When people hear that we live in New York City, the most common question they ask is “how do you shop for groceries without a car?”
As weird as that may seem, car-free shopping is actually the least quirky thing about foraging for food in Manhattan.
Here are a few of the differences:
We don’t really have “supermarkets.” At least not the Walmart Supercenter kind.
You can find all of your basics here. You just won't find 183 varieties of yogurt.
Our carts are smaller than yours.
Small stores + narrow aisles = tiny carts. Which is fine - because where would you store all of that stuff anyway?
No such thing as a "quick trip" to the store.
After living here awhile, waiting 15 to 20 minutes on a checkout line seems perfectly normal. Bonus: you can catch up on email - or write a novella - while you wait.
Someone directs you to a register - a job that quite possibly exists only in New York.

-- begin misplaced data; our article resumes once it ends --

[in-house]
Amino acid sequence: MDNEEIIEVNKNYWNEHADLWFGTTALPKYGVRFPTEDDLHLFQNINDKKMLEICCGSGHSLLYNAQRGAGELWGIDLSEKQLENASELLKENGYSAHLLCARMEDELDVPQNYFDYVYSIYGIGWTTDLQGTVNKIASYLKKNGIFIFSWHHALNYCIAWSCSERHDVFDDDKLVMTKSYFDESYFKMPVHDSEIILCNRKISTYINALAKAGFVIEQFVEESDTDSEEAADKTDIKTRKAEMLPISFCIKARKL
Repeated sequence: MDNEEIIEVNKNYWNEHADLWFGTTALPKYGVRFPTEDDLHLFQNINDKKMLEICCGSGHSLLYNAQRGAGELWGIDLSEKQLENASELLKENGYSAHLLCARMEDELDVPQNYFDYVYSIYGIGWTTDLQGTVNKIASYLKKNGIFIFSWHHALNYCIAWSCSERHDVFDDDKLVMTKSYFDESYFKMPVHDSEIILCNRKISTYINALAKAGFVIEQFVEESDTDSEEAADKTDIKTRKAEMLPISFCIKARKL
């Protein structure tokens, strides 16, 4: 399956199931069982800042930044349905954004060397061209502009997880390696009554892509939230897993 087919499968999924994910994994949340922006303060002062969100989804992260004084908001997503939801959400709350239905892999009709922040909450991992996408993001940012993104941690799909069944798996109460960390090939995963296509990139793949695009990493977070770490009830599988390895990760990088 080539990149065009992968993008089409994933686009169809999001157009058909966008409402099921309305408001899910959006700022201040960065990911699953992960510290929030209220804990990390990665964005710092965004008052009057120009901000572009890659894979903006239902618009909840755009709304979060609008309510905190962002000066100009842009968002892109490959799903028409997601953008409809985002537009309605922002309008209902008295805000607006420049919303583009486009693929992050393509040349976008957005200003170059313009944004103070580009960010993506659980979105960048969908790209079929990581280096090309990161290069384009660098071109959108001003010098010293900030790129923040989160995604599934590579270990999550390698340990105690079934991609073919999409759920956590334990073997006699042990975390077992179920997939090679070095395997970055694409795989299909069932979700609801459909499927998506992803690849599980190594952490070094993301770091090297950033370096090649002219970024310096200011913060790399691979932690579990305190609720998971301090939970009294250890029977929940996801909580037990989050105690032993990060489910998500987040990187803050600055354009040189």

With multiple lines snaking through the store, without this person on the front lines of the grocery battlefield, chaos might ensue.
You buy produce on the street.
Not from some shady character in an alley, but the produce carts that seem to occupy every other corner. Whether you need bananas for breakfast (5 for $1) or a package of mushrooms for tonight's dinner ($1), they usually have the best prices for basic fruits and veggies. Buy blueberries here for $3, or pay $6.99 for the exact same thing at the grocery store across the street.
You shop around. A lot.
To find the best prices and selection, New Yorkers use a lot of different stores and online delivery services. Grocery staples at C-Town (Home of the Tiny Carts) or Amazon, produce from street vendors or FreshDirect, meat from the pork store, cereal from Trader Joe's, prepared foods from Fairway or Whole Foods. Need pickles and olives? Go to the Pickles & Olives Store (yes, it exists).
If you buy more than you can carry home - a rare occurrence for me, since most New York City kitchens don’t have room to store lots of stuff - everyone delivers. Who needs that car, anyway?